It is theorized that because exercise increases glucose metabolism, and therefore decreases the level of circulating glucose in the blood, this results in a decrease in insulin levels and eventually a decrease in obesity.
High levels of insulin result in a decrease in insulin-like growth factor binding proteins 1 and 2 (IGFBP1 and IGFBP2), resulting in high levels of insulin-like growth factor-1 (IGF-1.). High levels of IGF-1 increase the risk of cancer of the breast and prostate, but also accelerate cell proliferation. and therefore the growth of several types of tumors with IGF-1 receptors. An increase in exercise and decrease in carbohydrate consumption results in a decrease in insulin and IGF-1 and therefore decreases the proliferation of cancer cells. 
In summary, in patients with cancer it has been shown that the benefit may come from the decrease in circulating insulin levels, because insulin helps multiply the tumor cells. 
In addition to decreasing insulin levels, and therefore IGF-1, exercise decreases estrogen levels. 
1. Patel AV, Hildebrand JS, Leach CR, et al. Walking in relation to mortality in a large prospective cohort of older US adults. Am J Prev Med 2018 Jan;54(1):10-19.
2. Jefferis BJ, Parsons TJ, Sartini C, et al. Objectively measured physical activity, sedentary behaviour and all-cause mortality in older men: does volume of activity matter more than pattern of accumulation? Br J Sports Med Published Online 12 February 2018.
3. Moore SC, Lee I, Weiderpass E, et al. Association of Leisure-Time Physical Activity With Risk of 26 Types of Cancer in 1.44 Million Adults. JAMA Intern Med. 2016;176(6):816–825.
4. Blarigan EV, Fuchs CS, Niedzwiecki D, et al. American Cancer Society Nutrition and Physical Activity Guidelines after colon cancer diagnosis and disease free, recurrence free, and overall survival in CALGB 89803 J Clin Oncol 35, 2017 (suppl/abstr 10006)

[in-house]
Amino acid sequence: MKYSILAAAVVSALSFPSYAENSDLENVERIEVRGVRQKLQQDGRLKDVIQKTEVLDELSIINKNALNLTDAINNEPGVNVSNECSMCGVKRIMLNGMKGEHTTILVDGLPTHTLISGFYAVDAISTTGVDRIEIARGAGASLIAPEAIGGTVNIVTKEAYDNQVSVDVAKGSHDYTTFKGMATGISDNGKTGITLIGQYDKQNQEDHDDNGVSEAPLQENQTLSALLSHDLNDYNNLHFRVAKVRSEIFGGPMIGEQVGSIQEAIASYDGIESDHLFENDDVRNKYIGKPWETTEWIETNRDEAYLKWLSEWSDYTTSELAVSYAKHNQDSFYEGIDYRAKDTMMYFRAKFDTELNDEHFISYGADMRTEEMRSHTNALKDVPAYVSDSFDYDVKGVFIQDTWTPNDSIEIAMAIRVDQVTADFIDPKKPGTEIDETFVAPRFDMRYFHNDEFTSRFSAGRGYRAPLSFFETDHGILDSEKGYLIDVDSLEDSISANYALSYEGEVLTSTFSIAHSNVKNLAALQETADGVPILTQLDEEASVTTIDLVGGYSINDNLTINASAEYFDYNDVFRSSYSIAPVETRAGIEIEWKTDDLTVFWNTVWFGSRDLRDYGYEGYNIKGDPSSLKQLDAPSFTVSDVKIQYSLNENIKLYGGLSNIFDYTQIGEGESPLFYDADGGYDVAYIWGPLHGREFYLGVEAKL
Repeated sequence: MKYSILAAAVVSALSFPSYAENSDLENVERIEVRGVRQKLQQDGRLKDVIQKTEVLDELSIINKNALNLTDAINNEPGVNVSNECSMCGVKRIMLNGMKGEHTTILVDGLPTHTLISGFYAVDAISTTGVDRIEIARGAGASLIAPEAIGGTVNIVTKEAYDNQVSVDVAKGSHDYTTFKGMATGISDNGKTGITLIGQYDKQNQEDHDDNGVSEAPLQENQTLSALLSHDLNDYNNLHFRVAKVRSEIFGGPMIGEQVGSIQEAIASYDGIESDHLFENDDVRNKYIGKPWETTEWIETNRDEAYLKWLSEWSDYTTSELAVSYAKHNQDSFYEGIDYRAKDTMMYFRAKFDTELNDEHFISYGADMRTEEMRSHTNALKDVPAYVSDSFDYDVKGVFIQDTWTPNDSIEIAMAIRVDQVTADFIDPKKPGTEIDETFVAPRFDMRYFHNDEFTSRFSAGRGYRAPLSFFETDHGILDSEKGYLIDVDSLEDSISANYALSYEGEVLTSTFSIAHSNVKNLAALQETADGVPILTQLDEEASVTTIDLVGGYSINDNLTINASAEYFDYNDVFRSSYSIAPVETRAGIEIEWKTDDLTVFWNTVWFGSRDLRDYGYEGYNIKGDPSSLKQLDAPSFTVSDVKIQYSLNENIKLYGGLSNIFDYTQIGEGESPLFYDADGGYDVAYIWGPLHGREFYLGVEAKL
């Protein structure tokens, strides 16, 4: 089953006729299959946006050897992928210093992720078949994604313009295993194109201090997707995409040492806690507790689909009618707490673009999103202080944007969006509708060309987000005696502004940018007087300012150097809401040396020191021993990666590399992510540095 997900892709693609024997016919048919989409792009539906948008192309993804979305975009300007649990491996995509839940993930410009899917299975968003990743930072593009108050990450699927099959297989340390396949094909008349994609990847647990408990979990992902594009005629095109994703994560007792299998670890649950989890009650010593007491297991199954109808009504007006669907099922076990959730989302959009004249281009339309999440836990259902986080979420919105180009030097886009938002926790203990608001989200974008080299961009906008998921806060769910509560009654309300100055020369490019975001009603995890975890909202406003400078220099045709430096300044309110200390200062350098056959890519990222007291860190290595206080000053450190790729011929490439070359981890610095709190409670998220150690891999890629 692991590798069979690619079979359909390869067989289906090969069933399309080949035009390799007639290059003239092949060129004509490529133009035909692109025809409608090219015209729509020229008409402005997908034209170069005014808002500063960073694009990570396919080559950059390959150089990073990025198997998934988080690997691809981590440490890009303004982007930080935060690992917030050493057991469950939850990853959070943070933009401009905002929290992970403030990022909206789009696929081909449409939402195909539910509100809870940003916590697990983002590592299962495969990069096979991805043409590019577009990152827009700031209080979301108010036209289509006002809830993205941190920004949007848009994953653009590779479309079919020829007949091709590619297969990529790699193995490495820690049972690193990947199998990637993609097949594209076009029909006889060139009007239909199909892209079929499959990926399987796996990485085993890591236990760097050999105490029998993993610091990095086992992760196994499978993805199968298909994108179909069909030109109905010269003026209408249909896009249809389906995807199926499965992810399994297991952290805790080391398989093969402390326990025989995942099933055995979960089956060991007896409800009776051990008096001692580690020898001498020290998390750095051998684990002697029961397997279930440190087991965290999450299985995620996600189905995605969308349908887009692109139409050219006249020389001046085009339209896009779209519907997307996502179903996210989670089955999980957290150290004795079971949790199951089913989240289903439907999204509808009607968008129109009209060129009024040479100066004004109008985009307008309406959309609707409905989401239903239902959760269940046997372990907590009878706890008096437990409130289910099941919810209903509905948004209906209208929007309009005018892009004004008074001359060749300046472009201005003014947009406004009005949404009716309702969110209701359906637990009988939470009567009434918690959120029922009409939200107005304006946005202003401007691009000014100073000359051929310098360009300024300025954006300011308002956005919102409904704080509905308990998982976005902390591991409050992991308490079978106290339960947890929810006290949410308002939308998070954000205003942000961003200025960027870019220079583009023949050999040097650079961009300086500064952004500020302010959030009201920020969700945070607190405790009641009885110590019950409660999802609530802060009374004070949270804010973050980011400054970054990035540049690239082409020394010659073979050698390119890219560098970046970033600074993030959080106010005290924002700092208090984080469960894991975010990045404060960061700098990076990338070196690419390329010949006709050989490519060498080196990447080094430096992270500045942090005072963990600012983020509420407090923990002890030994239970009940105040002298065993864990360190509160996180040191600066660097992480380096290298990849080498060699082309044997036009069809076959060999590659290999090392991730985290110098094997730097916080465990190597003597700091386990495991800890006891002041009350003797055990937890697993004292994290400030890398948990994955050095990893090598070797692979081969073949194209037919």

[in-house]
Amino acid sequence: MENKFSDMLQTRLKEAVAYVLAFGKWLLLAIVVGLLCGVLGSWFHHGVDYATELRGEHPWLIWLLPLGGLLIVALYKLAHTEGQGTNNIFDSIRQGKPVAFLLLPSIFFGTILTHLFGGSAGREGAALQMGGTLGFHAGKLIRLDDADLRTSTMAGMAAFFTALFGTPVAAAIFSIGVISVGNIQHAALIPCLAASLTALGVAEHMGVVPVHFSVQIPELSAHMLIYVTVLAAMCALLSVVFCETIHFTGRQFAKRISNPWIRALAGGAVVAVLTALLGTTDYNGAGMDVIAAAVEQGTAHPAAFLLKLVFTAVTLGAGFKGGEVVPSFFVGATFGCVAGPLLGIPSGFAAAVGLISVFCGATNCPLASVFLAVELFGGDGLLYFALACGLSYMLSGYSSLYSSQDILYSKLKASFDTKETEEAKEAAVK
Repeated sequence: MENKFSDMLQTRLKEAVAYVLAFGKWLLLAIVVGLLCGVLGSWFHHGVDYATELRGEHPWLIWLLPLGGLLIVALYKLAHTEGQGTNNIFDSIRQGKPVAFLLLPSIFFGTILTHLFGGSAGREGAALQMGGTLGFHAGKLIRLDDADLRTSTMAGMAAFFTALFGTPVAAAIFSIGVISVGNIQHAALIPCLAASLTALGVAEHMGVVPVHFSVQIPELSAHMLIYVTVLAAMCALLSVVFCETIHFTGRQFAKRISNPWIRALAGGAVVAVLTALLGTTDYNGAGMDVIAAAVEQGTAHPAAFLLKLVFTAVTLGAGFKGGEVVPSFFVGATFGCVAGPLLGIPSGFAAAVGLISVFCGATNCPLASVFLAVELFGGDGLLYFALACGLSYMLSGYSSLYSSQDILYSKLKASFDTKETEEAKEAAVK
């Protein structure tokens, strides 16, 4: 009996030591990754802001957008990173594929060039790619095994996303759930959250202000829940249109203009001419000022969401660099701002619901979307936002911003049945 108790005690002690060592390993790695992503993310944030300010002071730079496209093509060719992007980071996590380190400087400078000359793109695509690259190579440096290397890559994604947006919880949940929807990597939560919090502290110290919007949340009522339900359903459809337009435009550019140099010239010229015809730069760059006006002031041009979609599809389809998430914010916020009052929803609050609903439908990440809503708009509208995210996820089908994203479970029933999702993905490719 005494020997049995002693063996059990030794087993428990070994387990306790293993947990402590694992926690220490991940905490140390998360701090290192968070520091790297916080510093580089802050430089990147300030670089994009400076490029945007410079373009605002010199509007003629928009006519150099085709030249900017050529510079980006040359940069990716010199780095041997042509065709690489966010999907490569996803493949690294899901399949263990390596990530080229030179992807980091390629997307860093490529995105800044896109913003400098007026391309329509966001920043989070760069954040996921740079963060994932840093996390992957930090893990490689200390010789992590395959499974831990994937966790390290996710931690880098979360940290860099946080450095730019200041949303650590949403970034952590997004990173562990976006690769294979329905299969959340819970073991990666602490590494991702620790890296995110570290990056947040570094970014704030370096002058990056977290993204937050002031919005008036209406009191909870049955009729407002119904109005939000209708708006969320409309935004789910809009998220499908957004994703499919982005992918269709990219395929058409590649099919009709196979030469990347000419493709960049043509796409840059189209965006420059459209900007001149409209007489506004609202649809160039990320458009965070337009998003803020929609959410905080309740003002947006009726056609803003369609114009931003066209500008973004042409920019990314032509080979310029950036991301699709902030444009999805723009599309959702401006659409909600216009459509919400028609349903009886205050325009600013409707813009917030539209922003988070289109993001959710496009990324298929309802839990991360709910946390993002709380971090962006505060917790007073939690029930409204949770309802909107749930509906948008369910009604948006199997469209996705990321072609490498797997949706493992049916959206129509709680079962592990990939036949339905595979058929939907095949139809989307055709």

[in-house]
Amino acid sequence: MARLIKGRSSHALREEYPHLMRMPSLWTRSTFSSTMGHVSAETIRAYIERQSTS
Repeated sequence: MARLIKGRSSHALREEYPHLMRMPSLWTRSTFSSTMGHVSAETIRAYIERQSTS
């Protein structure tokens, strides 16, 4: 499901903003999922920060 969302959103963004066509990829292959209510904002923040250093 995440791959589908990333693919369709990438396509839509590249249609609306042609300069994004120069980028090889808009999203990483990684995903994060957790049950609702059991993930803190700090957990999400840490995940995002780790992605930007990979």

5.Manjinder S. Sandhu, David B. Dunger, Edward L. Giovannucci; Insulin, Insulin-Like Growth Factor-I (IGF-I), IGF Binding Proteins, Their Biologic Interactions, and Colorectal Cancer, JNCI: Journal of the National Cancer Institute, Volume 94, Issue 13, 3 July 2002, Pages 972–980,
6. Brown JC, Rickels MR, Troxel AB, et al. Dose response effects of exercise on insulin among cancer survivors. Endocr Relat Cancer. 2018 Jan;25(1):11-19.
7. Brown JC, Kontos D, Schnall MD, Wu S, Schmitz KH. The Dose–Response Effects of Aerobic Exercise on Body Composition and Breast Tissue among Women at High Risk for Breast Cancer: A Randomized Trial. Cancer prevention research (Philadelphia, Pa). 2016;9(7):581-588. doi:10.1158/1940-6207.CAPR-15-0408.
Noone has definitively proven the cause of Alzheimer's disease yet, however there are certain things that everyone agrees on. There is a genetic predisposition in some types. The biomarker is the deposition of beta amyloid protein in plaques found on autopsy, and more recently by PET scan, and this deposition is detectable a decade before symptoms begin. However attempts to cure the disease by eliminating beta amyloid protein have been less than successful.
What has been shown over the years is that there is a diffuse inflammatory process, perhaps a single common pathway with many causes, which leads to the deposition of beta-amyloid. The heartening finding on epidemiological and retrospective case control studies was the effect of Ibuprofen on disease initiation and progression. These results have not been born out by clinical trials, and many have suggested the failure of clinical trials is due to the need to initiate treatment before symptoms begin. The enthusiasm by researchers for this idea is understandable, even as geriatricians around the world shake their heads. What about the side effects of ibuprofen in the elderly which include gastrointestinal bleeding and renal insufficiency? How do we figure out who these people are that need treatment?
This study is a first step in solving the answer to the first question: How to figure out who needs treatment? These researchers report developing an ELISA test on saliva for beta amyloid protein which can detect Alzheimer's disease prior to clinical manifestations. Once that is solved the next question will be what delivery system (perhaps a nasal aerosol?) do we need to bypass the kidneys and GI tract.
McGeer PL, Guo JP, Lee M et al. Alzheimer's Disease Can Be Spared by Nonsteroidal Anti-Inflammatory Drugs. J Alzheimer's Dis (2018) 62 (3): 1219-1222